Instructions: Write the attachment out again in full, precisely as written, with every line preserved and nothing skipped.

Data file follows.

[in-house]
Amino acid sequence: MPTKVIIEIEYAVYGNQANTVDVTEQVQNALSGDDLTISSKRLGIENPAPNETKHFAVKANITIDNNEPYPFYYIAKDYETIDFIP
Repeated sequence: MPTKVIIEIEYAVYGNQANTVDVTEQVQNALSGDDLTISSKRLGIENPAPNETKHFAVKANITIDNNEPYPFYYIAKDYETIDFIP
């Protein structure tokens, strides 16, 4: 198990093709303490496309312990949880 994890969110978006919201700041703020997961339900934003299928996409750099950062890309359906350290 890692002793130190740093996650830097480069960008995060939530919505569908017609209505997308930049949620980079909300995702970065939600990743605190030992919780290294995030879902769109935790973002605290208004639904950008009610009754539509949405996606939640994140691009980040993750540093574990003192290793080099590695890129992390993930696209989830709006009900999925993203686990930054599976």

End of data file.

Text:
[in-house]
Amino acid sequence: MPTKVIIEIEYAVYGNQANTVDVTEQVQNALSGDDLTISSKRLGIENPAPNETKHFAVKANITIDNNEPYPFYYIAKDYETIDFIP
Repeated sequence: MPTKVIIEIEYAVYGNQANTVDVTEQVQNALSGDDLTISSKRLGIENPAPNETKHFAVKANITIDNNEPYPFYYIAKDYETIDFIP
């Protein structure tokens, strides 16, 4: 198990093709303490496309312990949880 994890969110978006919201700041703020997961339900934003299928996409750099950062890309359906350290 890692002793130190740093996650830097480069960008995060939530919505569908017609209505997308930049949620980079909300995702970065939600990743605190030992919780290294995030879902769109935790973002605290208004639904950008009610009754539509949405996606939640994140691009980040993750540093574990003192290793080099590695890129992390993930696209989830709006009900999925993203686990930054599976």